Young Lady breaks US high school’s 100-year-old record, emerge as first-ever black Valedictorian
A young lady named Alecia Washington has broken the 100-year-old record of R.J. Reynolds High School, North Carolina in the United States after becoming the first-ever black valedictorian of the school.
The young African-American girl graduated with top honours from R.J. Reynolds High School, North Carolina in the United States.
While a student, Alecia was an active student as she was involved in extracurricular activities throughout her time in high school, serving in the Ebon Society, as vice president of the Student Government Association, and as a member of Youth Grant Makers and helping create grants for student-led organizations.
“I was able to be a voice for those who didn’t feel like they were heard. I was able to bring that to my principal and bring that to the school board members if we wanted to make change,” she explained.
Alecia is very proud of the historic achievement; she hopes to continue inspiring other Black students.
“When I started thinking, this is so much bigger than me, like representation matters. I know that’s important. I know from experience, representation definitely matters. When you see somebody that looks like you, and something you want to do, or passionate about, it makes a huge difference. It’s not something I take lightly at all,” Alecia said.
Lavonya Washington, Alecia’s mother, said she’s very proud of Alecia, she appreciated those who paved the way for her daughter to be the first black to be admitted into the high school.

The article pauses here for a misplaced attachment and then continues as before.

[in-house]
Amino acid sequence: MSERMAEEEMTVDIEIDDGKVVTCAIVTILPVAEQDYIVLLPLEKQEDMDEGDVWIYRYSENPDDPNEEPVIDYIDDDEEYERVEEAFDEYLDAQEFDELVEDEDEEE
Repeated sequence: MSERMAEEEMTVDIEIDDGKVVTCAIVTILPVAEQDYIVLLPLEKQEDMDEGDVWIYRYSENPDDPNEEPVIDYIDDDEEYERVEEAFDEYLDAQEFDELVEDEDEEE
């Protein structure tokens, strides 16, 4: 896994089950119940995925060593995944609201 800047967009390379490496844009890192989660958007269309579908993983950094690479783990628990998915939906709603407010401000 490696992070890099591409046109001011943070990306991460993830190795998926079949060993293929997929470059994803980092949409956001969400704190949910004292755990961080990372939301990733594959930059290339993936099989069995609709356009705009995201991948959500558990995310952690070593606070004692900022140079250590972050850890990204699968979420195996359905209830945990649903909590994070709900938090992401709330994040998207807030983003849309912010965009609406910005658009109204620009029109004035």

“Her name was Gwendolyn Bailey. She set the foundation for Alecia. I think about the challenges that she faced as a student, and it made it possible for Alecia to have this title today,” said Washington.
Alecia said she’s grateful to everyone who supported her in the journey of making the historic achievement especially her school counsellor and great-grandmother who taught her an important lesson.
“If you’re going to invest in anything, invest in yourself. Invest in getting a good education and expand your knowledge because that is nothing nobody can take away,” Alecia recalls her great-grandmother words.
She shared a post on her Instagram page to celebrate this historic moment, saying her ancestors and family would be proud of her achievement.
“Top 2 and I ain’t number 2 #valedictorian .I am R.J Reynolds first African-American valedictorian in 100 years of it’s existence! This is a historic moment that I’m sure my ancestors are very proud of and would say job well done! I thank God for his guidance, I’m thankful for my family, friends, and my amazing support system. Looking forward to graduation and celebrating this amazing class of 2023 on Sunday,” she shared.
Alecia also recently just earned her associate degree from local Forsyth Technical Community College. She plans to attend the University of North Carolina on a full scholarship with an aspiration of becoming a pediatric nurse anesthetist.